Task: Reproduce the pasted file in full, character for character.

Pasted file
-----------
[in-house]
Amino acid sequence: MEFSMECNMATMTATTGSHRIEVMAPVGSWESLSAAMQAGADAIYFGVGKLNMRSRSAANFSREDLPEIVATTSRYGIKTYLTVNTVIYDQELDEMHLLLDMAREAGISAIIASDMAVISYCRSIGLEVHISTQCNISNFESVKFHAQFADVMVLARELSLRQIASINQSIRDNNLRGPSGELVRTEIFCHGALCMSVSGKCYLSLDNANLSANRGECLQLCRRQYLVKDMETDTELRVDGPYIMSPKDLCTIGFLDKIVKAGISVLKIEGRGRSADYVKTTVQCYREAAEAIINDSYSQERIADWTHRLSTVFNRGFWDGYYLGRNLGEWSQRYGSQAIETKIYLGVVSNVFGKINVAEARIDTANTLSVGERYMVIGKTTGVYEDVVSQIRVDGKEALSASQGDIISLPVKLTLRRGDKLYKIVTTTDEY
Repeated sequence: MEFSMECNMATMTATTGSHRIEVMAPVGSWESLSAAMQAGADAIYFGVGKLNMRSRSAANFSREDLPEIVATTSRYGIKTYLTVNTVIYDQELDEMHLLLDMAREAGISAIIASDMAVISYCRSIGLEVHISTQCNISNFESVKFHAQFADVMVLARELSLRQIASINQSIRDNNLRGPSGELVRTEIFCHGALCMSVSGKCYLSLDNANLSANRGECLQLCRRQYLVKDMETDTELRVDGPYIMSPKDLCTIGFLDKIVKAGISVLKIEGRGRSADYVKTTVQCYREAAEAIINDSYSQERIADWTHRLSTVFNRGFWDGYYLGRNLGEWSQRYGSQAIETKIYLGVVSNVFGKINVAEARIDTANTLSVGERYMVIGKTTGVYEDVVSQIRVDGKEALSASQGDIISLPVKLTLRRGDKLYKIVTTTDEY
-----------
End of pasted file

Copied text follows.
[in-house]
Amino acid sequence: MEFSMECNMATMTATTGSHRIEVMAPVGSWESLSAAMQAGADAIYFGVGKLNMRSRSAANFSREDLPEIVATTSRYGIKTYLTVNTVIYDQELDEMHLLLDMAREAGISAIIASDMAVISYCRSIGLEVHISTQCNISNFESVKFHAQFADVMVLARELSLRQIASINQSIRDNNLRGPSGELVRTEIFCHGALCMSVSGKCYLSLDNANLSANRGECLQLCRRQYLVKDMETDTELRVDGPYIMSPKDLCTIGFLDKIVKAGISVLKIEGRGRSADYVKTTVQCYREAAEAIINDSYSQERIADWTHRLSTVFNRGFWDGYYLGRNLGEWSQRYGSQAIETKIYLGVVSNVFGKINVAEARIDTANTLSVGERYMVIGKTTGVYEDVVSQIRVDGKEALSASQGDIISLPVKLTLRRGDKLYKIVTTTDEY
Repeated sequence: MEFSMECNMATMTATTGSHRIEVMAPVGSWESLSAAMQAGADAIYFGVGKLNMRSRSAANFSREDLPEIVATTSRYGIKTYLTVNTVIYDQELDEMHLLLDMAREAGISAIIASDMAVISYCRSIGLEVHISTQCNISNFESVKFHAQFADVMVLARELSLRQIASINQSIRDNNLRGPSGELVRTEIFCHGALCMSVSGKCYLSLDNANLSANRGECLQLCRRQYLVKDMETDTELRVDGPYIMSPKDLCTIGFLDKIVKAGISVLKIEGRGRSADYVKTTVQCYREAAEAIINDSYSQERIADWTHRLSTVFNRGFWDGYYLGRNLGEWSQRYGSQAIETKIYLGVVSNVFGKINVAEARIDTANTLSVGERYMVIGKTTGVYEDVVSQIRVDGKEALSASQGDIISLPVKLTLRRGDKLYKIVTTTDEY